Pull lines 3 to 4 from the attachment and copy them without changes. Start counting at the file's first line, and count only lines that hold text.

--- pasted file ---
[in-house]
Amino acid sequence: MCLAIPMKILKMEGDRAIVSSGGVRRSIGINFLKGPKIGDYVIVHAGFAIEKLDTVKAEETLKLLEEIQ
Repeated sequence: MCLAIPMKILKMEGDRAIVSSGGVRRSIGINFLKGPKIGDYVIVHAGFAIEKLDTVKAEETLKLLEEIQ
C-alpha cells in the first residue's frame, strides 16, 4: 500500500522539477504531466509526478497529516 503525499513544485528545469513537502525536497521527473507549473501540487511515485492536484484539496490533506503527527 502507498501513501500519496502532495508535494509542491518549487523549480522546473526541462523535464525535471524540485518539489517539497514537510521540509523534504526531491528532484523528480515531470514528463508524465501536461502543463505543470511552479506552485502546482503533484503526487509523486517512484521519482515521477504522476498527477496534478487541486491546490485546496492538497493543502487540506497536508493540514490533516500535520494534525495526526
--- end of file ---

Repeated sequence: MCLAIPMKILKMEGDRAIVSSGGVRRSIGINFLKGPKIGDYVIVHAGFAIEKLDTVKAEETLKLLEEIQ
C-alpha cells in the first residue's frame, strides 16, 4: 500500500522539477504531466509526478497529516 503525499513544485528545469513537502525536497521527473507549473501540487511515485492536484484539496490533506503527527 502507498501513501500519496502532495508535494509542491518549487523549480522546473526541462523535464525535471524540485518539489517539497514537510521540509523534504526531491528532484523528480515531470514528463508524465501536461502543463505543470511552479506552485502546482503533484503526487509523486517512484521519482515521477504522476498527477496534478487541486491546490485546496492538497493543502487540506497536508493540514490533516500535520494534525495526526